Brokeback Mountain, the groundbreaking LGBTQ film directed by Ang Lee was seen as the Best Picture favorite when the night began in 2006. Slowly but surely, momentum shifted until the final envelope was opened, giving Paul Haggis’ movie about race relations an undeserved bad name.
Roberto Benigni Stole Best Actor In 1999
Roberto Benigni was up against stiff competition for the Best Actor Oscar in 1999. Not only was he facing off with Tom Hanks for Saving Private Ryan, but he was also up against Edward Norton (American History X), and Ian McKellen (Gods and Monsters).
Benigni was shocked when he heard his name called and reacted by running over the backs of the theaters chairs to the stage. The show of emotion was a bright spot on the evening full of upsets, including the aforementioned Shakespeare in Love.
Three 6 Mafia Broke Musical Barriers
In 2006, the Best Original Song Oscar didn’t go to the predictable choice. Dolly Parton was supposed to win for her song “Travelin’ Thru” from Transamerica. Parton walked away empty handed, though, and Three 6 Mafia was given the Oscar for “It’s Hard Out Here for a Pimp” from Hustle and Flow.
The rap group became the first ever to win an Academy Award, and they partied like it. It was the second rap song to ever win the Oscar, following in the footsteps of “Lose Yourself” by Eminem.
Rocky Is The True Champ
Rocky was a true underdog in 1977, going to battle against Taxi Driver, Bound For Glory, Network,and All The President’s Men. If it had one thing going for it, the Sylvester Stallone driven movie was the crowd favorite.
Rocky shocked the movie world by winning that night. John Avildsen won Best Director for bringing the tale of Philadelphia’s biggest underdog to the big screen, too. The Rocky franchise nearly found paydirt again in 2016 with Creed, a spin-off following the son of Adonis Creed.
It Only Took Five Minutes For Beatrice Straight To Win Her Statuette
Beatrice Straight spent five minutes on screen in Network. In those five minutes she left an indelible mark on Academy voters, who decided to give her the Best Supporting Actress Oscar. The film’s leading lady, Faye Dunaway, took home the trophy for Best Actress.
To this day, Straight’s record still stands. No actor or actress has ever had less screen time and won one of the industry’s biggest honors. The record for shortest performance to ever be nominated for an Oscar belongs to Hermione Baddeley and her two minutes in Room At The Top.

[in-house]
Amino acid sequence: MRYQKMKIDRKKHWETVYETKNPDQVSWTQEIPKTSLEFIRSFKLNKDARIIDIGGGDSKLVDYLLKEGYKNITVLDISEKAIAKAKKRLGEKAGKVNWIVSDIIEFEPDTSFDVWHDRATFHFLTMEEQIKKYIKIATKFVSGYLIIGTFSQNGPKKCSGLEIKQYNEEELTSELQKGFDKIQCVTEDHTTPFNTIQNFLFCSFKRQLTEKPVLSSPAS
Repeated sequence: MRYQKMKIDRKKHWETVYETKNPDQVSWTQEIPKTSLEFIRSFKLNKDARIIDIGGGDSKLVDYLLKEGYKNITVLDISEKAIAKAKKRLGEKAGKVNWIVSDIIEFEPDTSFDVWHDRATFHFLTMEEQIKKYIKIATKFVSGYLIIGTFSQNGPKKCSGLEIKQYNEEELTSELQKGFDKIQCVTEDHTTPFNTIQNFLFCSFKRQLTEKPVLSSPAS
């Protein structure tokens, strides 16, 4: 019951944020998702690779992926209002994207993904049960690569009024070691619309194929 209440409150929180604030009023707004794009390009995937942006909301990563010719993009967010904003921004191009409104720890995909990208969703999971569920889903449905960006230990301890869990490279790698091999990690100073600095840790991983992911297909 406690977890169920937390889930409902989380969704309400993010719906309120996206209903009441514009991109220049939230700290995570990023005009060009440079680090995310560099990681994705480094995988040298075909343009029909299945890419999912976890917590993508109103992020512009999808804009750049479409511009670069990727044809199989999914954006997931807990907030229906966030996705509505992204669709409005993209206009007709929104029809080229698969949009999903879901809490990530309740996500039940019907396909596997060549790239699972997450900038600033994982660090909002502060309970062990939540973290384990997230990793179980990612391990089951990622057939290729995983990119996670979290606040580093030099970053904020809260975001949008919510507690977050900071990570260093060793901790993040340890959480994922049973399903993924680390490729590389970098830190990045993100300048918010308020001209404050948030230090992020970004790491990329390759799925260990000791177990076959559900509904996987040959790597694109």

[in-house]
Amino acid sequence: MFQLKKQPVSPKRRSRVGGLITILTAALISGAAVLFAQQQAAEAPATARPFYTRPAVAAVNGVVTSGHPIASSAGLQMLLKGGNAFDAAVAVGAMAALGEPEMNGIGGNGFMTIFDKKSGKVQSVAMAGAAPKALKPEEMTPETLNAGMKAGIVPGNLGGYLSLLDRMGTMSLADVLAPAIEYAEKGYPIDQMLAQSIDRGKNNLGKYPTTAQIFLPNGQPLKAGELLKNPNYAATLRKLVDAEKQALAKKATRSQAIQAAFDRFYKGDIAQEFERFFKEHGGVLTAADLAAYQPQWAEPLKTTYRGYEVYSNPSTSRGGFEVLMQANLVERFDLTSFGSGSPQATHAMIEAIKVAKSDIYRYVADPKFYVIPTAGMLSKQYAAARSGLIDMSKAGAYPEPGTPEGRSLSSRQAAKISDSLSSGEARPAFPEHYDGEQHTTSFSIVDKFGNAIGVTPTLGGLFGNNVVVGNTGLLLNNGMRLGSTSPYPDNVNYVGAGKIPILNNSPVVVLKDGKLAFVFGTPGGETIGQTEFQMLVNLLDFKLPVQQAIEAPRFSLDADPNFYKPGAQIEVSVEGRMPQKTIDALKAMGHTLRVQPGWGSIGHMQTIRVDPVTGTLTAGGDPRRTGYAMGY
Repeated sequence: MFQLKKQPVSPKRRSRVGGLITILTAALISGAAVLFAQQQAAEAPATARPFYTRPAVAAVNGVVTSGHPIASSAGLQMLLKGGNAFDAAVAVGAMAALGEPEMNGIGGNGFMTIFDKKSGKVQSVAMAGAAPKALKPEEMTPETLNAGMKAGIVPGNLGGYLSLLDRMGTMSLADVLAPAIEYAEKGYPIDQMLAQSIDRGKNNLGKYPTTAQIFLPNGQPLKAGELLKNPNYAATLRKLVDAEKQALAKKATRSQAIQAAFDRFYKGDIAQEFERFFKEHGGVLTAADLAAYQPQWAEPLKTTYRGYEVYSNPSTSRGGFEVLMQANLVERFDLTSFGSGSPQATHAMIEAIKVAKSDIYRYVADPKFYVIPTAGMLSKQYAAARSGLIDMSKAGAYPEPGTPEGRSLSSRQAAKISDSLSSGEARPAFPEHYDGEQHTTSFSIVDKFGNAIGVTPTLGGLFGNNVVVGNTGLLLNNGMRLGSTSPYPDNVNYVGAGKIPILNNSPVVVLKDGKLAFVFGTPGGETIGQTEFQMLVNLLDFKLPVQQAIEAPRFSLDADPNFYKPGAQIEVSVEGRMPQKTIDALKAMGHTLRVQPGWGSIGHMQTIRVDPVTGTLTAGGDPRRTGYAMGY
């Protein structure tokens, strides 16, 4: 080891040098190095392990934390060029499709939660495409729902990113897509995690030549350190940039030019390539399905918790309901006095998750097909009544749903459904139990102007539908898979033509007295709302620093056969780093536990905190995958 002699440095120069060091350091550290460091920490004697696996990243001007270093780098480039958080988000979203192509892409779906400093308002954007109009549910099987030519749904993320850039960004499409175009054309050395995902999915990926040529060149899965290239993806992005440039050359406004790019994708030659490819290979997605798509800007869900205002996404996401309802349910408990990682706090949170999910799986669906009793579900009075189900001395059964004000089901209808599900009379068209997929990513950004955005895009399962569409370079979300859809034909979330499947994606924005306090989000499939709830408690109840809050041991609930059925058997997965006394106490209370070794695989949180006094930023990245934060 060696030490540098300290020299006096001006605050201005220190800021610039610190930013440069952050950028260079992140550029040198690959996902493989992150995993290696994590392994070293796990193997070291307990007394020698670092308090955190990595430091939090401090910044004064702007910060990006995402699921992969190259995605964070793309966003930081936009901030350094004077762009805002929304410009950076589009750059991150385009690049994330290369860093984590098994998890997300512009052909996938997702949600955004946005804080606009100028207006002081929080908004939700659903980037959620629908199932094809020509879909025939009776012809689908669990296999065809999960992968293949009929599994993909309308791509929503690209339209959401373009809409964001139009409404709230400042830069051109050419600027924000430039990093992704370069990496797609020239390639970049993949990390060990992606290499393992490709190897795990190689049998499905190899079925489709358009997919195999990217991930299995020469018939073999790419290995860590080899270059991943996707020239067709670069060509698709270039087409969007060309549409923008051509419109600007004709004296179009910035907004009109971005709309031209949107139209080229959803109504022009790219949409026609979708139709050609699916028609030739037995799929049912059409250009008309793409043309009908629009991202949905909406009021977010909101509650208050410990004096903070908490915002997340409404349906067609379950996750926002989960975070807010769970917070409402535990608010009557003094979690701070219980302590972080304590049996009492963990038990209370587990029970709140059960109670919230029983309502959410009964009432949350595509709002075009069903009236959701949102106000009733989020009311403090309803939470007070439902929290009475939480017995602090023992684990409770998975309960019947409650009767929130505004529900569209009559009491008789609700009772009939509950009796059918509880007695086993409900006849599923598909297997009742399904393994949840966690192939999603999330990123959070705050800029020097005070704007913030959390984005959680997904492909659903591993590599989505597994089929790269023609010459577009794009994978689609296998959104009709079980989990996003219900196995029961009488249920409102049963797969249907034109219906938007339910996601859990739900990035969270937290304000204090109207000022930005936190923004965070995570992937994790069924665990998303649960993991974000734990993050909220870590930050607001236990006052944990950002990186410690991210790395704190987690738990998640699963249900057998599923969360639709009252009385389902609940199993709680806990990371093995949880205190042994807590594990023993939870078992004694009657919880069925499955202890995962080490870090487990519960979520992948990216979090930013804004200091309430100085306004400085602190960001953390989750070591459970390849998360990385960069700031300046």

Marissa Tomei Upstages Her Cousin Vinny
Marissa Tomei was an up and coming star in Hollywood when she received the biggest boost possible in 1993. The young actress was awarded Best Supporting Actress at the Oscars for her wise cracking role in My Cousin Vinny. It was the film’s only nomination and only win.
Since then, Tomei has been nominated for two more Oscars. One in 2002 for In The Bedroom and another in 2009 for The Wrestler. She lost both times.
Adrien Brody Kissed Halle Berry
Adrien Brody didn’t win his Oscar for kissing Halle Berry. He was just so taken aback in 2003 when he won for The Pianist, that when he made it to the stage, he kissed his award presenter. He has not been nominated again.
To take home the golden statuette, Brody out acted four Hollywood legends; Michael Caine, Jack Nicholson, Daniel Day-Lewis, and Nicolas Cage. Brody was the only actor of the group to have never won an Oscar at the time.
Bob Fosse Has The Last Laugh Over Coppola
The 1973 Academy Awards were full of variety. The evening’s two big contenders were The Godfather and Cabaret; two movies that could not have been any more different. The Godfather predictably won best picture, but Cabaret’s director had a few tricks up his sleeve.
When the Oscar was announced for Best Director, Bob Fosse was called to the stage, beating Francis Ford Coppola. By the end of the evening, Cabaret took home eight Oscars. The Godfather, despite 11 nominations, only took home three.